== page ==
American Action Forum (AAF) hosted a three-person panel on Thursday to discuss the emerging sharing economy.

Moderated by the Wall Street Journal’s Eric Morath, the panel covered a variety of economic topics from the benefits of crowdsourcing and direct-selling models to the shift in employment trends as the result of companies like Uber, Lyft and Airbnb.

Participants in the panel included Carl Pierre, the head of DC Operations at WeWork; Lori Bush, president and CEO of Rodan + Fields and Alan B. Krueger, Bendheim Professor of Economics and Public Affairs at Princeton University and former chariman of President Barack Obama’s Council of Economic Advisors.

The panel built on a paper authored by Will Rinehart, AAF director of technology and innovation policy, and Ben Gitis, AAF director of labor market policy. Rinehart and Gitis’ research highlights the positive impact of the sharing economy:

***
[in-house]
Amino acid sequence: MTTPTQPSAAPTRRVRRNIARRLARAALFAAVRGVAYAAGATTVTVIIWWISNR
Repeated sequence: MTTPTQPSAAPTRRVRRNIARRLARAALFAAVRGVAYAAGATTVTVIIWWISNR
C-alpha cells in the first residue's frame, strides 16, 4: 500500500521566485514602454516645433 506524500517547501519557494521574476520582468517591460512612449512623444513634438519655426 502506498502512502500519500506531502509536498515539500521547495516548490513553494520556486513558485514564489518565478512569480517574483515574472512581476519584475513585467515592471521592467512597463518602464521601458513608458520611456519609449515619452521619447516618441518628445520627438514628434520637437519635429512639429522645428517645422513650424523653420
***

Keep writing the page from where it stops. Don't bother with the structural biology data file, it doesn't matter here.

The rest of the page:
The gig economy is of rising importance in the overall U.S. economy. From 2002 to 2014, workers in the gig economy expanded between 8.8 percent and 14.4 percent. Independent contractors, most notably, helped put 2.1 million people to work, accounting for 28.8 percent of all jobs added from 2010 to 2014. The ride sharing industry alone helped bring in an additional $519 million in economic activity from 2010 to 2013 for independent workers, while injecting 22,000 jobs into the sector. Though it is early, the online gig economy also seems to also be a growing piece of United States’ economy of the 21st century.